Guinea Bissau is set to hold it’s presidential elections on November 24 this year, according to a decree announced by president Jose Mario Vaz on Tuesday.
In the upcoming elections, 49 political parties are legally registered in the country, according to the decree.
The West African country has been in political deadlock since August 2015 when Vaz sacked PAIGC party colleague Domingos Simoes Pereira from his post of prime minister after falling out with him.
Pereira has refused to go quietly and repeatedly led protests demanding his reinstatement to the post.
Vaz, also from PAIGC, the African Party for the Independence of Guinea Bissau and Cape Verde, will seek reelection after coming to power in 2014.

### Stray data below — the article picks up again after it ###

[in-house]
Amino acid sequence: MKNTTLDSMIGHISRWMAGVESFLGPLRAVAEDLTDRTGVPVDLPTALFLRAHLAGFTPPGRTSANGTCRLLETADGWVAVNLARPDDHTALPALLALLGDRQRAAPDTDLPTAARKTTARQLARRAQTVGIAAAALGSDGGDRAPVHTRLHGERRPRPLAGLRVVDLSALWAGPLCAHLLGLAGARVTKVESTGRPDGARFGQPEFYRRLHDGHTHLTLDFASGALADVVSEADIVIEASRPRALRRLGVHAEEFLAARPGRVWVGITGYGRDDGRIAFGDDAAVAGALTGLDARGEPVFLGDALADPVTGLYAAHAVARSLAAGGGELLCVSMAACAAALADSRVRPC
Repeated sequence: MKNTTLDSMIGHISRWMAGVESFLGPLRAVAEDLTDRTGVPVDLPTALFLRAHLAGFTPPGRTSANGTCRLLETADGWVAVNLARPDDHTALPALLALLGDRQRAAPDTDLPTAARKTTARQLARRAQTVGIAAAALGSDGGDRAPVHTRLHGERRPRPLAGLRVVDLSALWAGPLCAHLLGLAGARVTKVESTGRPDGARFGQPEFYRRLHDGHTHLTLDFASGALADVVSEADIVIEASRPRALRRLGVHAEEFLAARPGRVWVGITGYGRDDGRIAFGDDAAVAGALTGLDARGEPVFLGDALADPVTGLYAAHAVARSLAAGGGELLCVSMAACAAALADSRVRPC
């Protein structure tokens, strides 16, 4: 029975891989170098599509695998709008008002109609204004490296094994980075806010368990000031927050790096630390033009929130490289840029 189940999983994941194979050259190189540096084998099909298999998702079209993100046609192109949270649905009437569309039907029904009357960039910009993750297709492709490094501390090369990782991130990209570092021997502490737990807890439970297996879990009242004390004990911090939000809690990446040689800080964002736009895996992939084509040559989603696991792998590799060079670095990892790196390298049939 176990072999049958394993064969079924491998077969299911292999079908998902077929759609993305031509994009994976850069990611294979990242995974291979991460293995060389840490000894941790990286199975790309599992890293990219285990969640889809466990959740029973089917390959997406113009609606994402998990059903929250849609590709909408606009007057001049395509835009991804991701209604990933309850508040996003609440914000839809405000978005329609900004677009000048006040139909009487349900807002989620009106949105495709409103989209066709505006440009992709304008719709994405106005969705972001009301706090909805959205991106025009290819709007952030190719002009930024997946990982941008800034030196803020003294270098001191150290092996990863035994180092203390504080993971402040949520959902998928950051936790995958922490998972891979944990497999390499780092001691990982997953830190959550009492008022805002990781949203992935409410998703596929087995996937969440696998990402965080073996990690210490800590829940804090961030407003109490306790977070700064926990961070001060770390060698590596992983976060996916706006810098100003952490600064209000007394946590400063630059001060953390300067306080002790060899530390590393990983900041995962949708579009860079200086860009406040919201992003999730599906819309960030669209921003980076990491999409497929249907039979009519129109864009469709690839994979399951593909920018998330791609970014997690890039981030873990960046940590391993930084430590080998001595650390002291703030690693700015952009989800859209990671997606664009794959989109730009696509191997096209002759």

A March 10 parliamentary vote saw the PAIGC and its allies control 54 of parliament’s 102 seats but lawmakers proposed Pereira, the party leader, as prime minister, a move rejected by Vaz.
Last month, Pereira led over a thousand party supporters on a march in the capital Bissau.
“Guinea Bissau is in a very risky situation,” Pereira said at the time, addressing the marchers.
Wedged between Senegal and Guinea on Africa’s west coast, Guinea Bissau is notorious for its volatility.
It has seen multiple coup attempts since independence from Portugal in 1973, four of which have been successful.